When Eddie dies of an apparent suicide, Andrew inherits Eddie's possessions. He was going to join his friend in Nashville in the graduates program at Vanderbilt University, but Eddie's unexpected death sets him for a completely different journey in which he will have to deal with new relationships and a ghost that keeps haunting him and is seeking for revenge. Andrew finds himself fighting against his own impulses in a permanent state of alienation. As the storyline progresses we find all those elements that make the south such a prosperous background for this kind of story: slavery, patriarchy with all the traits of a very toxic masculinity and the racism that still live across the institutions and the society. 
Mandelo's writing is flawless and his prose is in line with a literary genre that is characterized by being dark, oppressive and highly symbolic. An author that I look forward to read in the future.
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5/5 stars. I absolutely LOVED this. It was fan-fucking-tastic. Please excuse my language. I got major the Raven Cycle vibes from the paranormal-fantasy aspect, but I also got those vibes from the friendships and relationships. The writing had been complex, but also understandable and written in a way where you had no choice but to connect with the characters and feel for what they were doing and going through. Sam and Andrews relationship was very exploratory for Andrew, but not in a bad way at all. Andrew was able to start to figure out his sexuality and the feelings that he had had towards Eddie through his relationship with Sam, but Andrew was also falling for Sam and being open to the relationship. This book is definitely a new 2021 favorite of the year.
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I'm here to say that Summer Sons needs to be on everyones radar. Lee Mandelo delivers some truly lush prose in their debut, while telling a propulsive, nightmarish story of grief & love & obsession & betrayal. This book is INTENSE. With drag racing, the dark academia vibe, and more than a little bit of the occult in the mix, SUMMER SONS definitely shares a bit in common with THE RAVEN BOYS. That said, this is unequivocally a horror novel, and it’s frequently quite disturbing.
Full review to come on YouTube.
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Summer Sons is a dark, broody book that delves into the darker recesses of relationships and trauma. It’s also a queer horror, something I absolutely loved reading for this summer going into Winter.

The representations was well done, and all the characters were flawlessly written. The sort of complexity that raises the stakes within the story. However, the characters can come off as unlikeable at times. All characters and their actions are bathed in shades of moral grey. I’d like to warn about the dark themes, including suicide - to anyone this may trigger.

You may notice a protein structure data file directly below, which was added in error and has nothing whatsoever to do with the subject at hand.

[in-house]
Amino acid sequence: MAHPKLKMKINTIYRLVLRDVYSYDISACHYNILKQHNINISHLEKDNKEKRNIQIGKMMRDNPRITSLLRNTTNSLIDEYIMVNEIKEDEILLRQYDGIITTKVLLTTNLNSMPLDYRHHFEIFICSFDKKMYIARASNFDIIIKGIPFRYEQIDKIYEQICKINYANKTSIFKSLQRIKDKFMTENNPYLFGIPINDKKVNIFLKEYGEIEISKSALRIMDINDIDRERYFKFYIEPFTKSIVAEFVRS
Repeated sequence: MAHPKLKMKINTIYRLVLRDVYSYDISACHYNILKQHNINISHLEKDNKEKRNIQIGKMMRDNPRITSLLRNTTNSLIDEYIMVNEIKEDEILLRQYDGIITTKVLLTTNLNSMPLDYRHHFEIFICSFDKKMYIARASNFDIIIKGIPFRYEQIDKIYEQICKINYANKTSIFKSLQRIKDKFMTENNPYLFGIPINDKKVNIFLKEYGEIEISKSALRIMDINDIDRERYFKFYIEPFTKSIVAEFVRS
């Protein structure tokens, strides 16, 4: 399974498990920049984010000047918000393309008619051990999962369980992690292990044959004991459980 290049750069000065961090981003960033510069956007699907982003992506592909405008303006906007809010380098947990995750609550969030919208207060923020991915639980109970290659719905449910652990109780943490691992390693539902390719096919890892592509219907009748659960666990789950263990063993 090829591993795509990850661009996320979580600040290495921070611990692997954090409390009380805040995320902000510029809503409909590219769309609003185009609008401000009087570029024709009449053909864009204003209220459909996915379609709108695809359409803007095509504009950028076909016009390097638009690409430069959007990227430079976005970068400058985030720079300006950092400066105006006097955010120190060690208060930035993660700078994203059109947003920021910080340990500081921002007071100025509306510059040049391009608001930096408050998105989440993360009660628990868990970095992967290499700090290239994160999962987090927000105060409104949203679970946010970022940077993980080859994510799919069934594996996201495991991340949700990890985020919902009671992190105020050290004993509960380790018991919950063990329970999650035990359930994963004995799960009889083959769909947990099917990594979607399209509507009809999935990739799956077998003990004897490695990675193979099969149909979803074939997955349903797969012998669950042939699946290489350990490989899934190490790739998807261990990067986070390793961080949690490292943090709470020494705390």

I will say the atmosphere can be overwhelming, and Andrew was hard for me to digest as a character. He was not relatable even in his negative personality traits and addictions. It made it harder to read as the book went on, and the plot seemed to pick up too late. Overall, I had to DNF it. Though I do know the book would be great for another type of reader.
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“I don’t want to share not even with a dead man.” 

Survivors of a traumatic event in their teen years, best friends Andrew and Eddie are inseparable. Bonded beyond brotherhood. 

When Eddie gets early admission to Vanderbilt, for a program they both will be attending, they spend an agonizing spring apart. Andrew can’t wait to join him but Eddie seems less eager for him to come to Nashville.

When Eddie turns up dead from an apparent suicide, Andrew refuses to believe that happened. 

So Andrew heads to Nashville and steps into Eddie’s life. His house and his friends, his thesis and the research that could’ve got him killed. 

What follows is a story dripping grief from every page. Fast cars and bad decisions. Dark academia and pitch black family histories. Violence, curses, ghosts and haunted houses. I’d be remiss to not mention all the angst and sexual tension 😅. Sam. Oh, Sam. 

This queer neo-noir southern gothic horror  was exactly what I needed. 

4.5 stars rounded up.
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This is a really hard book to rate because while it is well written and has great representation of queer characters,  it wasn't the story for me. I definitely wanted more horror elements and dark academia in the first half of the novel. The mystery part of the novel picks up in the second half, but it seemed a bit too late. I want to give a shoutout to the character of Sam, who is so memorable and complex. I really loved him.
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I didn't get very far into the book before giving up on it. It wasn't that it was bad. I thought it had some interesting ideas and the writing was okay, but it's just not my speed. It's very dark, broody, and angsty. If you like those things, then this book is for you. I don't mind a dark story once in a while, but I'm picky about how it presents itself, and this one just didn't do it for me. Maybe I'll pick it up again in the future, but that probably won't happen for a very long time. 
I do love that cover though!